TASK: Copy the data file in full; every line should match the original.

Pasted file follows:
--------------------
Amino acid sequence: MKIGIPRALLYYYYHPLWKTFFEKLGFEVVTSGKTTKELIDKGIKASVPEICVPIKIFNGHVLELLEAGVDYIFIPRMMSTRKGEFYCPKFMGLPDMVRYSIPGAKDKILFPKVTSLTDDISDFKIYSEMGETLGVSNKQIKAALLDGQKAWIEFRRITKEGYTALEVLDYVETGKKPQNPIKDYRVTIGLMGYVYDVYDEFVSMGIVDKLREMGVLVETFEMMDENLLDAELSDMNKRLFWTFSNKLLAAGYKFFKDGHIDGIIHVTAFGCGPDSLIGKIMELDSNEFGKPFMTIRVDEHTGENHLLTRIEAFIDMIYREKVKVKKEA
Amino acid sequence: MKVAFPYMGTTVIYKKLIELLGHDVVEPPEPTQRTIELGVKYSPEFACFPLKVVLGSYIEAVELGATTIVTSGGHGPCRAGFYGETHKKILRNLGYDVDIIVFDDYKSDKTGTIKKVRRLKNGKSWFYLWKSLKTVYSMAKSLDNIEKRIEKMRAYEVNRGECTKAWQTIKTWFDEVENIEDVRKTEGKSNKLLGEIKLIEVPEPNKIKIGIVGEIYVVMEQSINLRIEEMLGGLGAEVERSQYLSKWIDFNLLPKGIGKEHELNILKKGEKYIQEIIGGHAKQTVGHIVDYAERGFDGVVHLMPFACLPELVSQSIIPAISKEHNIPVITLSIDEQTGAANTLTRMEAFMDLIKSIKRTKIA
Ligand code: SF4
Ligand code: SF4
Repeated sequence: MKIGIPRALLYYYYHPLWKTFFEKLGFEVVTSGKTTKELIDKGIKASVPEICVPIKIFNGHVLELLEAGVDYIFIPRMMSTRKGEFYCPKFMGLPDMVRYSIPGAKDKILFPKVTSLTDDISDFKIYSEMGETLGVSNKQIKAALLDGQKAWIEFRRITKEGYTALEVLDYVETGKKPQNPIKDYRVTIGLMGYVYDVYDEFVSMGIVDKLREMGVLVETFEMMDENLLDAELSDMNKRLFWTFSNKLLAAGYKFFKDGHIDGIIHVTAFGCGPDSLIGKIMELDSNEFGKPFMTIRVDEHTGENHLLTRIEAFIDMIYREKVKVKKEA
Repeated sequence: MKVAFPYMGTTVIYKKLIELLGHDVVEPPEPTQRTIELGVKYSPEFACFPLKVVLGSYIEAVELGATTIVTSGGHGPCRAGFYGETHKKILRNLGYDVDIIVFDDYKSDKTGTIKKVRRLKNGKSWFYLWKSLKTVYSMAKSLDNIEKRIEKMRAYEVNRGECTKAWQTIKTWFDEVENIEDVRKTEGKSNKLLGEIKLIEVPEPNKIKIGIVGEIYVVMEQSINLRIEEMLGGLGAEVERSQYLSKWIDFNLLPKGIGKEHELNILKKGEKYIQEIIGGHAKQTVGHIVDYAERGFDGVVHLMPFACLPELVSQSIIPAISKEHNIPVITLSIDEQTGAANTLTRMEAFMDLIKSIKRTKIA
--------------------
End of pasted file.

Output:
Amino acid sequence: MKIGIPRALLYYYYHPLWKTFFEKLGFEVVTSGKTTKELIDKGIKASVPEICVPIKIFNGHVLELLEAGVDYIFIPRMMSTRKGEFYCPKFMGLPDMVRYSIPGAKDKILFPKVTSLTDDISDFKIYSEMGETLGVSNKQIKAALLDGQKAWIEFRRITKEGYTALEVLDYVETGKKPQNPIKDYRVTIGLMGYVYDVYDEFVSMGIVDKLREMGVLVETFEMMDENLLDAELSDMNKRLFWTFSNKLLAAGYKFFKDGHIDGIIHVTAFGCGPDSLIGKIMELDSNEFGKPFMTIRVDEHTGENHLLTRIEAFIDMIYREKVKVKKEA
Amino acid sequence: MKVAFPYMGTTVIYKKLIELLGHDVVEPPEPTQRTIELGVKYSPEFACFPLKVVLGSYIEAVELGATTIVTSGGHGPCRAGFYGETHKKILRNLGYDVDIIVFDDYKSDKTGTIKKVRRLKNGKSWFYLWKSLKTVYSMAKSLDNIEKRIEKMRAYEVNRGECTKAWQTIKTWFDEVENIEDVRKTEGKSNKLLGEIKLIEVPEPNKIKIGIVGEIYVVMEQSINLRIEEMLGGLGAEVERSQYLSKWIDFNLLPKGIGKEHELNILKKGEKYIQEIIGGHAKQTVGHIVDYAERGFDGVVHLMPFACLPELVSQSIIPAISKEHNIPVITLSIDEQTGAANTLTRMEAFMDLIKSIKRTKIA
Ligand code: SF4
Ligand code: SF4
Repeated sequence: MKIGIPRALLYYYYHPLWKTFFEKLGFEVVTSGKTTKELIDKGIKASVPEICVPIKIFNGHVLELLEAGVDYIFIPRMMSTRKGEFYCPKFMGLPDMVRYSIPGAKDKILFPKVTSLTDDISDFKIYSEMGETLGVSNKQIKAALLDGQKAWIEFRRITKEGYTALEVLDYVETGKKPQNPIKDYRVTIGLMGYVYDVYDEFVSMGIVDKLREMGVLVETFEMMDENLLDAELSDMNKRLFWTFSNKLLAAGYKFFKDGHIDGIIHVTAFGCGPDSLIGKIMELDSNEFGKPFMTIRVDEHTGENHLLTRIEAFIDMIYREKVKVKKEA
Repeated sequence: MKVAFPYMGTTVIYKKLIELLGHDVVEPPEPTQRTIELGVKYSPEFACFPLKVVLGSYIEAVELGATTIVTSGGHGPCRAGFYGETHKKILRNLGYDVDIIVFDDYKSDKTGTIKKVRRLKNGKSWFYLWKSLKTVYSMAKSLDNIEKRIEKMRAYEVNRGECTKAWQTIKTWFDEVENIEDVRKTEGKSNKLLGEIKLIEVPEPNKIKIGIVGEIYVVMEQSINLRIEEMLGGLGAEVERSQYLSKWIDFNLLPKGIGKEHELNILKKGEKYIQEIIGGHAKQTVGHIVDYAERGFDGVVHLMPFACLPELVSQSIIPAISKEHNIPVITLSIDEQTGAANTLTRMEAFMDLIKSIKRTKIA